Wednesday, January 28, 2009

You've Got a What?

secrets--information held by characters about themselves or other characters; confidences shared between two or more individuals; closely held details of family or organizational behavior.

So far as dramatic writing is concerned, the more embarrassment or humiliation a revealed secret can inflict, the better. The actual details of the secret, while potentially tantalizing, are not nearly so potent as the feelings of the ones for whom the secret must remain closely held.

As all humans do, all characters have secrets, data, awareness, lusts, memories of past behavior, hidden agendas. It is not necessary for the secret of every character to be revealed, but it is an enormous help to the writer to know what secret lies dormant within the front-rank characters. The revelation of a character's profound secret may be as dramatic and revealing in its mildness as in its extreme reach.

The moment Character A confides a secret to Character B, Character A is in effect writing Character B a blank check written on the bank of power. There are characters who make a point of confessing secrets, sometimes the same secret, to a number of recipients; it is up to the writer to unravel this particular calculus, make something intelligible, dramatic, perhaps even poignant from it. Characters who inflate the secrets they plan to reveal in confidence may be seen as wanting to achieve some degree of status not readily associated with them. Characters, particularly benign, mild ones who begin by apologizing for the mildness of their secrets convince us that they are covering some secret too shocking to reveal. The greatest irony of all is the character who affects complete transparency.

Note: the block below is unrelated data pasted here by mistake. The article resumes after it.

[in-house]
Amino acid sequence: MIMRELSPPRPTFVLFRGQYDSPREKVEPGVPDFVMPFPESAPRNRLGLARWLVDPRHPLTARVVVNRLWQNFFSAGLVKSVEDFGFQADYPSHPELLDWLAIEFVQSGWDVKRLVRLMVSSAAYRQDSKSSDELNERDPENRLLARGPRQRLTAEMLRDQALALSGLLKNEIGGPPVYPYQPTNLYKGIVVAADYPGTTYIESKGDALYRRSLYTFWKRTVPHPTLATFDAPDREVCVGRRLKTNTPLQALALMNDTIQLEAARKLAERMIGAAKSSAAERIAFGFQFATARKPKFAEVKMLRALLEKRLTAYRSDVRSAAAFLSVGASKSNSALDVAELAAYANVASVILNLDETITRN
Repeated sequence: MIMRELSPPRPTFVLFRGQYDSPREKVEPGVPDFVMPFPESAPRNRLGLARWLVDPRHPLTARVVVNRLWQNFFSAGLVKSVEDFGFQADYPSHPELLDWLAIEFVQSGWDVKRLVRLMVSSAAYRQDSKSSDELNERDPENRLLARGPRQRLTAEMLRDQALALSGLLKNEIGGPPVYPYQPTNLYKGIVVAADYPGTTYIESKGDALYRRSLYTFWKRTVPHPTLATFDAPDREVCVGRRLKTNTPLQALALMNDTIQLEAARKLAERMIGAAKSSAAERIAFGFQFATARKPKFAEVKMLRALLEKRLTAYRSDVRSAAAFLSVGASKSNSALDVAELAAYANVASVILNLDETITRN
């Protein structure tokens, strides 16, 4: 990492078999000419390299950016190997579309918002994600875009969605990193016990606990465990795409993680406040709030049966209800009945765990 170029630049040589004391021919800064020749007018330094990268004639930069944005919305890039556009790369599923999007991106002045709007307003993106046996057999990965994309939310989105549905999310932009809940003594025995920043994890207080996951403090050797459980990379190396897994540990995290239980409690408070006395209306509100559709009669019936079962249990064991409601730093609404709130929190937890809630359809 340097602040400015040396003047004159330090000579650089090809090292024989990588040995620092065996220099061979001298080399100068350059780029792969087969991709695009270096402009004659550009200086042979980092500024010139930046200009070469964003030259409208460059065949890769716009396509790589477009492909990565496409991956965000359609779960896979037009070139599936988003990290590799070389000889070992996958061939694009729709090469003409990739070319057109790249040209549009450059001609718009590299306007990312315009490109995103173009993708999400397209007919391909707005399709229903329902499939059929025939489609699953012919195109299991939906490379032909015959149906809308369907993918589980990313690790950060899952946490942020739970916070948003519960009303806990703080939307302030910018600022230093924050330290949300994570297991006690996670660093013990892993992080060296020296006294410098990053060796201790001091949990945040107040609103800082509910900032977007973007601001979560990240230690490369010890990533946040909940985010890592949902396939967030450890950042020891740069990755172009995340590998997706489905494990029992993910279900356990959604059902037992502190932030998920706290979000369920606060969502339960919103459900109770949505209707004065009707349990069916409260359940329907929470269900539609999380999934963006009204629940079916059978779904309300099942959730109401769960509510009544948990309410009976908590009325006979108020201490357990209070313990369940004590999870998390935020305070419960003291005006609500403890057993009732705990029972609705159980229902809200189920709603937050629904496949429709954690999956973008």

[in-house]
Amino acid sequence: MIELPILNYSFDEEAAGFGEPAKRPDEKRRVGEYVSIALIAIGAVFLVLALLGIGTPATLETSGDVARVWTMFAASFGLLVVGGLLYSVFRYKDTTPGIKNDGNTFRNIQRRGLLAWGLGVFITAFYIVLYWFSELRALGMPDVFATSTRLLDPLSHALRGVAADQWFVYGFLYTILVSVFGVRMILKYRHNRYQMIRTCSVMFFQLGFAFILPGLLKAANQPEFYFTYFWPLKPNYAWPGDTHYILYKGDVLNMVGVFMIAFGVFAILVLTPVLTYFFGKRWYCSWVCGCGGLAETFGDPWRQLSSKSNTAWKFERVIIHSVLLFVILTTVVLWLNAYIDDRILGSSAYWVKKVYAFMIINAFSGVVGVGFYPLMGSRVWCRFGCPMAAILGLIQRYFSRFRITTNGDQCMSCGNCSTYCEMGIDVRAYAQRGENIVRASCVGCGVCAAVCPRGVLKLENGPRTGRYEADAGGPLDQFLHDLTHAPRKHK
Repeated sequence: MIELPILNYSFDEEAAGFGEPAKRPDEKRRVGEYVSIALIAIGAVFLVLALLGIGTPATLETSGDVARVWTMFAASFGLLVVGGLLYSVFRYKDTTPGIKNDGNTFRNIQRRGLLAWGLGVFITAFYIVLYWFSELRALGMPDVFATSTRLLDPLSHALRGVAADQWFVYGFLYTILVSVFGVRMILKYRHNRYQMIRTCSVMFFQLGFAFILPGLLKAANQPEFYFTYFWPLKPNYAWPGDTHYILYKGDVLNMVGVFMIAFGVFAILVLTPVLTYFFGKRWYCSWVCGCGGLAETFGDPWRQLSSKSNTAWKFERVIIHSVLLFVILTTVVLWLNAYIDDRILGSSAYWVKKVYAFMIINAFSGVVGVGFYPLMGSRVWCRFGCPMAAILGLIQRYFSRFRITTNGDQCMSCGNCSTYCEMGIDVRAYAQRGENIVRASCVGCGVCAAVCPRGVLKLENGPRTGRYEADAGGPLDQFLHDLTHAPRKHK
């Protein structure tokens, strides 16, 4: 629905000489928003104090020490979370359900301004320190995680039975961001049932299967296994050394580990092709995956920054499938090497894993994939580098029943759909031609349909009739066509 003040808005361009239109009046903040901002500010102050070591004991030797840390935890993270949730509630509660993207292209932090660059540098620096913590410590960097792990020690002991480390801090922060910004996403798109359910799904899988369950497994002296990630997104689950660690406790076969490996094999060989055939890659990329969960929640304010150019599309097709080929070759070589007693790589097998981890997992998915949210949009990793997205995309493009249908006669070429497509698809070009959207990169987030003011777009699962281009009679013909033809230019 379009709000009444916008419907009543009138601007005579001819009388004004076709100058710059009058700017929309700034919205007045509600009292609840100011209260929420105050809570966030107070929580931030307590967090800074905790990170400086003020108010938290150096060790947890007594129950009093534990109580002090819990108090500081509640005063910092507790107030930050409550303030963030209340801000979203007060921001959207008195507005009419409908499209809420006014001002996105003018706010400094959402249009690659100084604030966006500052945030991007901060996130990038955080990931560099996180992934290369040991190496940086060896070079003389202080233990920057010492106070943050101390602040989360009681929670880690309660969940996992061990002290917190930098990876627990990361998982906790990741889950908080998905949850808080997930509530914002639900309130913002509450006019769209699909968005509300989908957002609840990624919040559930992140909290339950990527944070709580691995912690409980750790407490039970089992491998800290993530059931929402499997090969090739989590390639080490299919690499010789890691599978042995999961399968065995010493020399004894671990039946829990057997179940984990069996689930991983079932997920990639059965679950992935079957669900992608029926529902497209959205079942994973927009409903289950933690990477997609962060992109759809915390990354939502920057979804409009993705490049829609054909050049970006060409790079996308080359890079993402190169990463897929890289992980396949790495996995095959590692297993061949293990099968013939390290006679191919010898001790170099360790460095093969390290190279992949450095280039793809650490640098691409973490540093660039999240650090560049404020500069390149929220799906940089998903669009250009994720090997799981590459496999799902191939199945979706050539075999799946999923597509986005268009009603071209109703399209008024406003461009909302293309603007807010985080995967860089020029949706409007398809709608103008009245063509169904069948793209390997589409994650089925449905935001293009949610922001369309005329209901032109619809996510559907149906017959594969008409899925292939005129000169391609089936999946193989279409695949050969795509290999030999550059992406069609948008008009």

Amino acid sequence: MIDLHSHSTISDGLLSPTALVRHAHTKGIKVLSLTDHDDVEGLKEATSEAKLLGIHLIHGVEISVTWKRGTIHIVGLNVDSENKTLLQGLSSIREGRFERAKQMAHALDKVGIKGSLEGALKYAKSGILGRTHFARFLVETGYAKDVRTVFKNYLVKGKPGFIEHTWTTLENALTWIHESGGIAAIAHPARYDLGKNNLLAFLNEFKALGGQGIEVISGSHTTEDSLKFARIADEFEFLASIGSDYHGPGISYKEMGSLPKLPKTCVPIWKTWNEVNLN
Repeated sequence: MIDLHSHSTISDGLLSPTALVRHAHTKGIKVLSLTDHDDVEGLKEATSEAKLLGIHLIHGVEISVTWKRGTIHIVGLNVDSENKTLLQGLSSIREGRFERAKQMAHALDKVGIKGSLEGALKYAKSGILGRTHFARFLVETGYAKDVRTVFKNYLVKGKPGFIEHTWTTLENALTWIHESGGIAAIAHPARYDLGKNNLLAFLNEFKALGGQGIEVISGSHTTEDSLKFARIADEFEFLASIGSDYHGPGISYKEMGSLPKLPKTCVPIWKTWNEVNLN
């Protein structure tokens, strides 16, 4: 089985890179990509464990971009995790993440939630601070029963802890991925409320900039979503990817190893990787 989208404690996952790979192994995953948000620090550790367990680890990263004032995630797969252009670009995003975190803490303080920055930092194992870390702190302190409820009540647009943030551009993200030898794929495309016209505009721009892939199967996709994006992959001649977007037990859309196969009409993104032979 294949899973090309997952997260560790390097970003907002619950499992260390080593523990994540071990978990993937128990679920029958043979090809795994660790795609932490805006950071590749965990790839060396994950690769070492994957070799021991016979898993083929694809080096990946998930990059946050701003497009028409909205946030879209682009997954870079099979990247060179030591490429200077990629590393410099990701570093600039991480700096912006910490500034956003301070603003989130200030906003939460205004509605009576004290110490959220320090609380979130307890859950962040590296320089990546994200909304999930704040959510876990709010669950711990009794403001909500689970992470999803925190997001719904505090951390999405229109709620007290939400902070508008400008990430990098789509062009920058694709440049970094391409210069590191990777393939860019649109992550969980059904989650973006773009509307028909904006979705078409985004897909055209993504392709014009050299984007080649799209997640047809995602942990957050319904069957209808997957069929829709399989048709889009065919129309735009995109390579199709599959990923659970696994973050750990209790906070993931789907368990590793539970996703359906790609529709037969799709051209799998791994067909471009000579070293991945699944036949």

"I will tell you something I have never told another living person," a character says, and the reader leans forward to listen to it, realizing too late how effective that confession is in eliciting the shifting of body weight to lean forward.

A splendid ratio of effectiveness may be had by the simple expedient of the writer comparing his or her own secrets with the revealed secrets of contemporary dramatic writing, and the triangulation against the characters produced by the writer.

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